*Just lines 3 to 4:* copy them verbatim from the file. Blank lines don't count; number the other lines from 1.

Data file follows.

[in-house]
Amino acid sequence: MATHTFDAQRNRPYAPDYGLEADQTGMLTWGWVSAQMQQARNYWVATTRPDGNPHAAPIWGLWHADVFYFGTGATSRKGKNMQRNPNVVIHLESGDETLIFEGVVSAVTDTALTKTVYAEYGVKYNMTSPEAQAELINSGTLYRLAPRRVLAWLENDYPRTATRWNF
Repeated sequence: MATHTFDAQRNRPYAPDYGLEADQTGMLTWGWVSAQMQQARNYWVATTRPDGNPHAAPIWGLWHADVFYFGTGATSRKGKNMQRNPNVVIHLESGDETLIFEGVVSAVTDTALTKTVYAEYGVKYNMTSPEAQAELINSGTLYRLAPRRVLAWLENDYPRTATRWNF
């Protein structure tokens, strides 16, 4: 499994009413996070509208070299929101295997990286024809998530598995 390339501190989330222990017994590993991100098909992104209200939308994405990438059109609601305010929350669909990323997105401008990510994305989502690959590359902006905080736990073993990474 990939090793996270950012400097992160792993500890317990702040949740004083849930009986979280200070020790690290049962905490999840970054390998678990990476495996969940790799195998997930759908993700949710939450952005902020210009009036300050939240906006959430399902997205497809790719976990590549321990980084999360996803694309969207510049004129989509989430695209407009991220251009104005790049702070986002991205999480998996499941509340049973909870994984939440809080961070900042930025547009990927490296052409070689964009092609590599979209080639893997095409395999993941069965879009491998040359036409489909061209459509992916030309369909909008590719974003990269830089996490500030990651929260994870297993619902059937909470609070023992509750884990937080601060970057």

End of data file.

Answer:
Repeated sequence: MATHTFDAQRNRPYAPDYGLEADQTGMLTWGWVSAQMQQARNYWVATTRPDGNPHAAPIWGLWHADVFYFGTGATSRKGKNMQRNPNVVIHLESGDETLIFEGVVSAVTDTALTKTVYAEYGVKYNMTSPEAQAELINSGTLYRLAPRRVLAWLENDYPRTATRWNF
């Protein structure tokens, strides 16, 4: 499994009413996070509208070299929101295997990286024809998530598995 390339501190989330222990017994590993991100098909992104209200939308994405990438059109609601305010929350669909990323997105401008990510994305989502690959590359902006905080736990073993990474 990939090793996270950012400097992160792993500890317990702040949740004083849930009986979280200070020790690290049962905490999840970054390998678990990476495996969940790799195998997930759908993700949710939450952005902020210009009036300050939240906006959430399902997205497809790719976990590549321990980084999360996803694309969207510049004129989509989430695209407009991220251009104005790049702070986002991205999480998996499941509340049973909870994984939440809080961070900042930025547009990927490296052409070689964009092609590599979209080639893997095409395999993941069965879009491998040359036409489909061209459509992916030309369909909008590719974003990269830089996490500030990651929260994870297993619902059937909470609070023992509750884990937080601060970057």